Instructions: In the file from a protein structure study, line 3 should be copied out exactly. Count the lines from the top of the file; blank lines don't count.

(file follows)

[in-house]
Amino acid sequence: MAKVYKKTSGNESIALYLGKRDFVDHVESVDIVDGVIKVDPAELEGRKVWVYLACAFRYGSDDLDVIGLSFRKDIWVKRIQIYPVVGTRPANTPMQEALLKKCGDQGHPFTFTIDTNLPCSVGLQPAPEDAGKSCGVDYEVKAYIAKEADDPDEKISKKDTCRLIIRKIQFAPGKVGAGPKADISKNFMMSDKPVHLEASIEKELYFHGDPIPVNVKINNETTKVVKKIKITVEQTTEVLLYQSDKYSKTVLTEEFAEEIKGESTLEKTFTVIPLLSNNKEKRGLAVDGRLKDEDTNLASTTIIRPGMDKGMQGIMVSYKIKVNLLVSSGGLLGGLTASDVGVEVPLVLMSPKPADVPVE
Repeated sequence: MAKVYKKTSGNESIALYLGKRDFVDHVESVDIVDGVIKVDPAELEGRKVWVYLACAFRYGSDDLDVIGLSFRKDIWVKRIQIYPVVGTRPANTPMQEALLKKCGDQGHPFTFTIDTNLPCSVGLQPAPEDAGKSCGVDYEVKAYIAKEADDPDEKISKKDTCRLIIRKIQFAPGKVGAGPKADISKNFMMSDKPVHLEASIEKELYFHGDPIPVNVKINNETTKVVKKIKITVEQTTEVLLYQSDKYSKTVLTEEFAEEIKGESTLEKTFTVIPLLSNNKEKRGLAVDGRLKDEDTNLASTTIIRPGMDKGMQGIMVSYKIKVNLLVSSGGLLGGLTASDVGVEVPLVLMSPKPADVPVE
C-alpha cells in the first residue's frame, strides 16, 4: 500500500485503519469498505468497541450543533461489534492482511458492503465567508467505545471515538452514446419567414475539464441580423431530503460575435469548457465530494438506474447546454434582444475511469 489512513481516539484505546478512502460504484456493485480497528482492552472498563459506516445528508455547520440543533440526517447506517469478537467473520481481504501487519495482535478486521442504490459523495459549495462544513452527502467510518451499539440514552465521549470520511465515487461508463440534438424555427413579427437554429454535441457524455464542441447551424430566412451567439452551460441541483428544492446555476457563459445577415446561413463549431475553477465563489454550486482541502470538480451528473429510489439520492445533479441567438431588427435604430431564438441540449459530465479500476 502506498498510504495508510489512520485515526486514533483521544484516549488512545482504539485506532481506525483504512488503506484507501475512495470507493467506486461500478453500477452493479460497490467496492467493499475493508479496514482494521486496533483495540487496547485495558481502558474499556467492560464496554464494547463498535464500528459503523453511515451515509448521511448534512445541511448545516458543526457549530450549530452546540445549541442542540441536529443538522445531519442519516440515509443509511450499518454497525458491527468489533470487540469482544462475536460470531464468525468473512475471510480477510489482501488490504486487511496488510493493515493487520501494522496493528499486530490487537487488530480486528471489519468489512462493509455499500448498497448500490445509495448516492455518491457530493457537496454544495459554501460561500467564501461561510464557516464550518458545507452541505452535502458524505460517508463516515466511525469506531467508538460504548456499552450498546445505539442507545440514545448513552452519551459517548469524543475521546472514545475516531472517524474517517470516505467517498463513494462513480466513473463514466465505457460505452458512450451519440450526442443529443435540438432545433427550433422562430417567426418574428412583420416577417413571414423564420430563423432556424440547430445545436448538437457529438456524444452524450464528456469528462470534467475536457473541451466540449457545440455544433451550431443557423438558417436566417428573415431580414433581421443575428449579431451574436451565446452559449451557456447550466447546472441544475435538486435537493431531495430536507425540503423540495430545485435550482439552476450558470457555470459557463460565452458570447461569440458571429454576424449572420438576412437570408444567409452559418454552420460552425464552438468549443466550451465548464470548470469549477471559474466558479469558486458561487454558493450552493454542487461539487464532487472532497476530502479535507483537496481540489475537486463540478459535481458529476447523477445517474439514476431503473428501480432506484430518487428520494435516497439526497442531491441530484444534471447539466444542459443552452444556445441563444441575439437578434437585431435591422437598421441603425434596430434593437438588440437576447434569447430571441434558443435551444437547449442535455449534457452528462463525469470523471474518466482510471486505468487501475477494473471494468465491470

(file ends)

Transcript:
Repeated sequence: MAKVYKKTSGNESIALYLGKRDFVDHVESVDIVDGVIKVDPAELEGRKVWVYLACAFRYGSDDLDVIGLSFRKDIWVKRIQIYPVVGTRPANTPMQEALLKKCGDQGHPFTFTIDTNLPCSVGLQPAPEDAGKSCGVDYEVKAYIAKEADDPDEKISKKDTCRLIIRKIQFAPGKVGAGPKADISKNFMMSDKPVHLEASIEKELYFHGDPIPVNVKINNETTKVVKKIKITVEQTTEVLLYQSDKYSKTVLTEEFAEEIKGESTLEKTFTVIPLLSNNKEKRGLAVDGRLKDEDTNLASTTIIRPGMDKGMQGIMVSYKIKVNLLVSSGGLLGGLTASDVGVEVPLVLMSPKPADVPVE